NB – After a few years away from Birmingham clearing my head I eventually came back to the West Midlands and fell into working in communities for a number of local councils. I felt it was a way of making things right by positively impacting communities, whereas before I was destroying them. I loved engaging with people from many different communities and simply doing the right thing. I didn’t care who someone was or where they came from, just that they needed help and I could do that.

Seeing the rise of the far right in recent years, I attended a Prevent training session and the trainer said if you can do anything to reduce extremism, you should do it. That stuck with me, I felt I needed to do something; so I started talking to people in my spare time about how and why people get involved in extremism.

I highlighted that these people shouldn’t be judged, that they were suffering and needed support. I have heard many times from people involved, that they never meet anyone in the movement who was happy, and I think in many cases that is true. People want a home, and the far right is very good at pretending to provide this.

Q13 – So what are you doing now?

NB – Talking a lot… No seriously, I am but in a good way. I am trying to let people know ALL EXTREMISM IS WRONG. It hurts not only the victims but also individuals involved, their families and the wider communities they live in. The ONLY answer is dialogue NOT EXTREMISM.

Q14 – Were you involved in any other groups?

NB – After my mother and father passed away, I was really angry. There was a hardcore USA based racist church just starting to pick up people in the UK called the Church of the Creator. It was militant from the off and initially set about recruiting extremists from other political parties, movements and everyday racists into the church.

Wanting something hardcore, I joined and started talking to others across the UK in various parties about the real need for militant action and community building. Here is a photo of a letter I had published in the March 1992 edition of their paper Racial Loyalty.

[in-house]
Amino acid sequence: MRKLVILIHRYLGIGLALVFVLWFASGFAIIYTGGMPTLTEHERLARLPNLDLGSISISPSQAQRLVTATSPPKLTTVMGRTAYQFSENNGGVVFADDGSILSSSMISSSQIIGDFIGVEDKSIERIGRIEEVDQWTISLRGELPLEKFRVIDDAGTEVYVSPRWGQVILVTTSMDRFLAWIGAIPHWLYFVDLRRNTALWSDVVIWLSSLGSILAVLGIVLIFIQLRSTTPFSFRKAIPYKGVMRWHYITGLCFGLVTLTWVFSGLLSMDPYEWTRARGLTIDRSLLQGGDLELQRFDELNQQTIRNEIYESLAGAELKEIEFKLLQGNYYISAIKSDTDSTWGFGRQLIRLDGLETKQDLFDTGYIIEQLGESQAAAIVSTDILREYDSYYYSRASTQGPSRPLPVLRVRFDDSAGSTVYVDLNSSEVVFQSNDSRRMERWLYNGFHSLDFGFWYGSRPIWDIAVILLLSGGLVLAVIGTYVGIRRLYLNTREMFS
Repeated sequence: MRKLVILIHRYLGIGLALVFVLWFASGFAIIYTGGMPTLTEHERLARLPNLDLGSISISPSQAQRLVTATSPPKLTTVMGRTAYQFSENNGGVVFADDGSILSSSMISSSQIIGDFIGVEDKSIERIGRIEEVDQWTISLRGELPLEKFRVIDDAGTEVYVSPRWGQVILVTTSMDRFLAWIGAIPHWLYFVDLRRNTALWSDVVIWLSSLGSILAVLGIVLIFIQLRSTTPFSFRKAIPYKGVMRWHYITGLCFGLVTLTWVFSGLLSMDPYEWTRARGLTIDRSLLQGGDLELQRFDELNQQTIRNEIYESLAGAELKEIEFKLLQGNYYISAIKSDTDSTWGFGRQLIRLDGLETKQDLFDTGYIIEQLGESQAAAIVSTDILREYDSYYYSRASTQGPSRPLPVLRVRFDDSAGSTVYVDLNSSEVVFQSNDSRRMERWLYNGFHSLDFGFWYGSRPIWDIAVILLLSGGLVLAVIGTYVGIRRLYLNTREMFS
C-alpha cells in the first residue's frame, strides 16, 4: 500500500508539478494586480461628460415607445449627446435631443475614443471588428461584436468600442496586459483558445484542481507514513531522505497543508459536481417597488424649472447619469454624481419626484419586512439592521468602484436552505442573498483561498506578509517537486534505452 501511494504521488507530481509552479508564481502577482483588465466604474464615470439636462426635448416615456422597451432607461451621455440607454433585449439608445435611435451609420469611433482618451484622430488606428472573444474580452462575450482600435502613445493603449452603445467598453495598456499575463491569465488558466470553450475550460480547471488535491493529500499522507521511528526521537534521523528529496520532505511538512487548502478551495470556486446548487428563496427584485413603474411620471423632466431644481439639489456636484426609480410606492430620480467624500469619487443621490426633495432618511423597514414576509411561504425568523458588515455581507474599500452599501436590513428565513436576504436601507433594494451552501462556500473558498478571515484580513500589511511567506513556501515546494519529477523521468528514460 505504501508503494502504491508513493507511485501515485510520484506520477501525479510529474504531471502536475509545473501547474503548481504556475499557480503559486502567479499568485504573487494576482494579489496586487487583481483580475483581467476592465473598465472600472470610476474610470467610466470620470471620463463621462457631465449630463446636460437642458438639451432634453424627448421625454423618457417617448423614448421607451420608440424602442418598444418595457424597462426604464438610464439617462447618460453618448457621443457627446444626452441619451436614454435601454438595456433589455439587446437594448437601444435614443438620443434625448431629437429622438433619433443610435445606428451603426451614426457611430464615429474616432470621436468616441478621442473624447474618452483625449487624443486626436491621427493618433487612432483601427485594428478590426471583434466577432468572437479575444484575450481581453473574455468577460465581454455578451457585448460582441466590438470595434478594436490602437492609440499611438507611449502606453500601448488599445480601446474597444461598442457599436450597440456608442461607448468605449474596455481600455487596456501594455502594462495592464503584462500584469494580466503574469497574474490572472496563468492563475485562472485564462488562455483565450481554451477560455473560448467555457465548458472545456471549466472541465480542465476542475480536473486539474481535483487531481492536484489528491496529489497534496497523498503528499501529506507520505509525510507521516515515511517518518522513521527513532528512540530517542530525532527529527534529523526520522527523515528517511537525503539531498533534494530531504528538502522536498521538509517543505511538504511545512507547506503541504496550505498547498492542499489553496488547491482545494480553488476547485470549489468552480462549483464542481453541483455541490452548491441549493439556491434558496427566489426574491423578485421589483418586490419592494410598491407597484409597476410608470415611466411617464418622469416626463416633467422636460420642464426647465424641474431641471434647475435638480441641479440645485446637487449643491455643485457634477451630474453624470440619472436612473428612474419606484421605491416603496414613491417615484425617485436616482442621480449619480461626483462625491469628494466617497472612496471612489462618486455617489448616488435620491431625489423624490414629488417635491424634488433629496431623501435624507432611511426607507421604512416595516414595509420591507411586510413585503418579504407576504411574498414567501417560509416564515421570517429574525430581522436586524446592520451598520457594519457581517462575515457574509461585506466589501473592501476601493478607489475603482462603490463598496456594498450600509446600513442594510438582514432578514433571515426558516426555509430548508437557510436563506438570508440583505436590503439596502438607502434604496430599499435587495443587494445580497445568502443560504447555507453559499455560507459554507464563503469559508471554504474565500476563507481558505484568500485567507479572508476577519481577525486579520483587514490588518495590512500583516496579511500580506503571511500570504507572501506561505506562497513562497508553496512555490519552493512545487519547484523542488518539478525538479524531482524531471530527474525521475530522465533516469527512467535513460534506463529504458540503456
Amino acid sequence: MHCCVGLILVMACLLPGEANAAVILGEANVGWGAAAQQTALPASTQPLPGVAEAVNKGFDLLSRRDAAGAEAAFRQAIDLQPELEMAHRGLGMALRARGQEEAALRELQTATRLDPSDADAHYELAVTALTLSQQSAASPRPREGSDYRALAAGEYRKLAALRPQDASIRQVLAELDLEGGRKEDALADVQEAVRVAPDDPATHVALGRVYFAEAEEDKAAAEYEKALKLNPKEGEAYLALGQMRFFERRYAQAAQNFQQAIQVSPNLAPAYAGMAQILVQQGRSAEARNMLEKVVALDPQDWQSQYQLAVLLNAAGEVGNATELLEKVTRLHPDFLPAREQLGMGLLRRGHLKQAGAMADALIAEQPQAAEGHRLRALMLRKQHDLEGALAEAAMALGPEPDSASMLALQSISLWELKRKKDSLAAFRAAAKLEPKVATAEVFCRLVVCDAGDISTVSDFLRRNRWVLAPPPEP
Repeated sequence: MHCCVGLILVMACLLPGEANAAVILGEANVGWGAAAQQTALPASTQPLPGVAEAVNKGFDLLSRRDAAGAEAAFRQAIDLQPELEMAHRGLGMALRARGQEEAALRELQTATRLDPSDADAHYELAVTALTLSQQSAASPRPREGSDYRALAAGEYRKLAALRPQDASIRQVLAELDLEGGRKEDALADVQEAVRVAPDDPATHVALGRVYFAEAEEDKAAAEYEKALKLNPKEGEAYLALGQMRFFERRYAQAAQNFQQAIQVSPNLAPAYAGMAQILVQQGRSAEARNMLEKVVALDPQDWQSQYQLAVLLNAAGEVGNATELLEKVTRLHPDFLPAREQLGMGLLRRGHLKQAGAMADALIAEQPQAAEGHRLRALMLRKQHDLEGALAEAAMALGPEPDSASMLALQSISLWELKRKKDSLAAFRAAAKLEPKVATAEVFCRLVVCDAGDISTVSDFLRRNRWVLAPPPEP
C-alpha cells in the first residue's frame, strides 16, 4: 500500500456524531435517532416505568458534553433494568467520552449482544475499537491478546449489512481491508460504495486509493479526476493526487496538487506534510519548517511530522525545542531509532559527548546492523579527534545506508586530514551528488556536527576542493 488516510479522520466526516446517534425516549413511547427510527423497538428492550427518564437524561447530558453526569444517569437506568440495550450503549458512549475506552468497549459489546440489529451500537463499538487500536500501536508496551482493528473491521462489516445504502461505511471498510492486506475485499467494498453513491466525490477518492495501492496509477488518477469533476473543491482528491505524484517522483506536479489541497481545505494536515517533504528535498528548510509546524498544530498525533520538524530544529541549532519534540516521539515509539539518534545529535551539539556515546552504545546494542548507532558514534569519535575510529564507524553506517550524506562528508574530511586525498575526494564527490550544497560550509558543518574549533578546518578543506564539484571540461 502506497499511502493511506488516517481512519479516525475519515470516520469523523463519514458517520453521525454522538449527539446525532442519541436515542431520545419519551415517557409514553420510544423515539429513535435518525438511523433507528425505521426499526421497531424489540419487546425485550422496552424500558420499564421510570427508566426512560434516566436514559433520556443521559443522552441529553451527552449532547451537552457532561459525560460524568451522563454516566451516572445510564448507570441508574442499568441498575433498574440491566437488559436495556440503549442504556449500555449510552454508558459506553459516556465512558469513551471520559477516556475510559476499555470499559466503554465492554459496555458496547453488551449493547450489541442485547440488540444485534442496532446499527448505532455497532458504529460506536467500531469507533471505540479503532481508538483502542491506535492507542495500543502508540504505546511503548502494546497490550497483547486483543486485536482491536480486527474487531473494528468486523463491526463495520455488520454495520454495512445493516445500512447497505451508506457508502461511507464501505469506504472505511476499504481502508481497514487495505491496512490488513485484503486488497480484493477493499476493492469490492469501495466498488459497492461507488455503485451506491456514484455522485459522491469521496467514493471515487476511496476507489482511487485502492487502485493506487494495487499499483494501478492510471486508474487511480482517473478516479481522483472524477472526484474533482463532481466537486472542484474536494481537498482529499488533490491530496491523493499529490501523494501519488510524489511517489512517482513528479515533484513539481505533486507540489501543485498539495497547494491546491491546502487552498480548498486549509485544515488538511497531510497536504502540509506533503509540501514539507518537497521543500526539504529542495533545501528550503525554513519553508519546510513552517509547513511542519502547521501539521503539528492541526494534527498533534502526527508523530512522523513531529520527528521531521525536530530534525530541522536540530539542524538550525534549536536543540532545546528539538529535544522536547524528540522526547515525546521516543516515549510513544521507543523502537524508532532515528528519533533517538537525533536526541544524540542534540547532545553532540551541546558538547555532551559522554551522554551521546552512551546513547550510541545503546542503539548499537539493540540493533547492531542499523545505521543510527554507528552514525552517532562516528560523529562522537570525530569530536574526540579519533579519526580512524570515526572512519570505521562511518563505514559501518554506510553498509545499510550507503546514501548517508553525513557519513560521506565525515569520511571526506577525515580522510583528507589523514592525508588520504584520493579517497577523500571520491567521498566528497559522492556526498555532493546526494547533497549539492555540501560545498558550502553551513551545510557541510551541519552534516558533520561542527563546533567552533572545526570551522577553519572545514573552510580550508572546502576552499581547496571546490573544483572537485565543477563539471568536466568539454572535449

I also joined other hardcore groups as well, like the NSPUK (National Socialist Party UK), tiny in size, it helped me show my commitment to National Socialism, use the Swastika in propaganda and recruit a small number of hardcore National Socialists. I eventually became the Birmingham organiser, and it was a great way of confusing people as to how many groups were operating locally, it also opened up doors to connections in Europe, the USA & South Africa.

As someone who also hated the IRA, I also joined the UDA (Ulster Defence Association & ILOI (Independent Loyal Orange Institution) both introduced me to people from different ethnicities and this helped me look at things differently

Q15 – Anything else to add?

NB – Yes, firstly, it’s great to see Exit UK, interviewing our own. I think this is the way forward, straight questions from people who understand.

Secondly, people are sometimes sceptical about someone saying they were a Nazi and especially in today’s Facebook age, they expect loads of proof, but I want people to think about this; Why would extremists have membership cards or certificates or photos when you believe and advocate Leaderless Resistance? Why would you identify yourself to the Police, the Left wing who hate Nazis or people from different ethnic groups who believe you hate them? As stated, the more people who know your real identity, the more issues you get and the less effective you can be.